Disclosure: We received the book Hands Free Life to review. The Amazon affiliate link for the book is included in this post to make it easier for you to order if you’d like to read it too.
Today my little guy insisted on walking all the way home after dropping his sister off at preschool. He told me he was a big boy. “Xander walk! No stroller,” he said.
At first, I was frustrated. I needed to get back as quickly as possible to work before having to walk the mile back for pick up. I tried to bribe him into riding on the stroller, but he wasn’t having that.
I took a deep breath and thought about the book Hands Free Life: Nine Habits for Overcoming Distraction, Living Better, and Loving More. I haven’t finished it yet, but I’m a couple chapters in. (Everyone reads about 3 books at once, right?) There’s a part about letting go of control. I realized I was trying to control him. Maybe not him directly, but in my desire to control my time, I was attempting to control his actions.
What good would forcing him to ride in the stroller really do? It would only cause more stress for both of us. It seemed silly to fight about it and I certainly did not want him to cry the entire way home.
How can he explore his world from that seat? Sure he can look and point, but it’s not the same as squatting down on the sidewalk or getting his hands a little dirty.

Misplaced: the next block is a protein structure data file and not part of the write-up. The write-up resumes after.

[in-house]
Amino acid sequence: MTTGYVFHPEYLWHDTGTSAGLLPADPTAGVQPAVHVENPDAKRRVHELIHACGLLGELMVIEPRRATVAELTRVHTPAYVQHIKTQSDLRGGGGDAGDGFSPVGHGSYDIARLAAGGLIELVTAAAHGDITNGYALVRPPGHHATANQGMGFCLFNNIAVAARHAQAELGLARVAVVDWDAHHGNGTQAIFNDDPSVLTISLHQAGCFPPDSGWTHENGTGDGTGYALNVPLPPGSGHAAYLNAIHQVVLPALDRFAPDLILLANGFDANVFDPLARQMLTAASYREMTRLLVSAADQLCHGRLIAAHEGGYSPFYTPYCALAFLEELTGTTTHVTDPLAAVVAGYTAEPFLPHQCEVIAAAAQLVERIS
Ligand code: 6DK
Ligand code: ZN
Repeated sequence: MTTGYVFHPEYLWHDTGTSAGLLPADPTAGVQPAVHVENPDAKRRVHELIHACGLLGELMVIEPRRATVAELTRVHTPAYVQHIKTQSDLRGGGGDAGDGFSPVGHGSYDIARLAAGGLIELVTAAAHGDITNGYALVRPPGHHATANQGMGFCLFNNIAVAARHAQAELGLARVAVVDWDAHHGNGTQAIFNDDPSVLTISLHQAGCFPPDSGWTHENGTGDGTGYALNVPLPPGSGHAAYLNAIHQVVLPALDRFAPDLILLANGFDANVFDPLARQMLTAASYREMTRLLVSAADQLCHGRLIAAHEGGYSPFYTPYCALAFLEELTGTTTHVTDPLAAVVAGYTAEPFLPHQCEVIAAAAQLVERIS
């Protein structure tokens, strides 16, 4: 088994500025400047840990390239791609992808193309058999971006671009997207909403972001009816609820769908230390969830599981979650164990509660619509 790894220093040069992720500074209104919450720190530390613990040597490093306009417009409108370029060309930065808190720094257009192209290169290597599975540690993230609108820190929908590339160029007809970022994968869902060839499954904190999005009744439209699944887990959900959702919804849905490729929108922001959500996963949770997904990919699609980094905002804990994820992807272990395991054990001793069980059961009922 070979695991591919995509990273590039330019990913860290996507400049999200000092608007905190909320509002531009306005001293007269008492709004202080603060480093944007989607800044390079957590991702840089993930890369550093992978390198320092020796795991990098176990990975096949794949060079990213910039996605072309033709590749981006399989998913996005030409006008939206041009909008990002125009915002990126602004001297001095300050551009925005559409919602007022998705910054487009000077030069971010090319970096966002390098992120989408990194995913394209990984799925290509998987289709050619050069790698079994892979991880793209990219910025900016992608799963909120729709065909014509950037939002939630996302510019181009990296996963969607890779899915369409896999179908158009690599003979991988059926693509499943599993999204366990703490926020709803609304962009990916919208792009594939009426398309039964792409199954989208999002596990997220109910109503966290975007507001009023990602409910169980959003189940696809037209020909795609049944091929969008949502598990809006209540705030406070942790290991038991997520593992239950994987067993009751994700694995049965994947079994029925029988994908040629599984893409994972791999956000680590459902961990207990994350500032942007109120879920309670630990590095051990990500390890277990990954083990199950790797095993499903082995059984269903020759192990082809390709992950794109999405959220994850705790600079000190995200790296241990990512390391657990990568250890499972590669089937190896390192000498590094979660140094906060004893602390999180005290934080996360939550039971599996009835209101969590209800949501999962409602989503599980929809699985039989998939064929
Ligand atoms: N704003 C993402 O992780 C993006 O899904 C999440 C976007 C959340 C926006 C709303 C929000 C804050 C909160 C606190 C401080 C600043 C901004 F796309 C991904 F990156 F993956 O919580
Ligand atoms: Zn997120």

How will he learn to safely cross the road without me taking his hand and showing him? By insisting he ride in the stroller when he didn’t want to, I thought I was keeping him safe. It’s true, previously it was safer for him to ride along. Before now, I couldn’t trust that he would stay out of the road or try to get away while we crossed the street. Now, he’ll hold my hand as I teach him to stop and look both ways before walking across the street. I can explain to him why he needs to hold my hand when he refuses.
I needed to remember I’m there to guide him, not control him because of my own distractions and work. It only took an extra 10-15 minutes to let him walk, look at ants, count cars, point at an airplane in the sky, and explore some leaves. He seemed proud of himself, determined to keep walking despite declaring he was hot and sweaty. He pointed out stop signs and I taught him what street and yield signs were too. He did have a tendency to dawdle and clearly determined to walk the entire way despite my offers to let him sit and ride the rest of the way. I did my best to follow his lead and let him set the pace, but still encouraged him to keep moving towards home.
Upon reflection, he made me slow down today, even though I fought against it. He agreed to ride in the stroller when we went to pick his sister up, but then they both walked home. A rush of emotions came over me as I gripped the handle bar, my purse hanging and bumping against my thighs. I tried to ignore how empty the stroller was and embrace the fact they are growing up.
And I don’t want to miss it.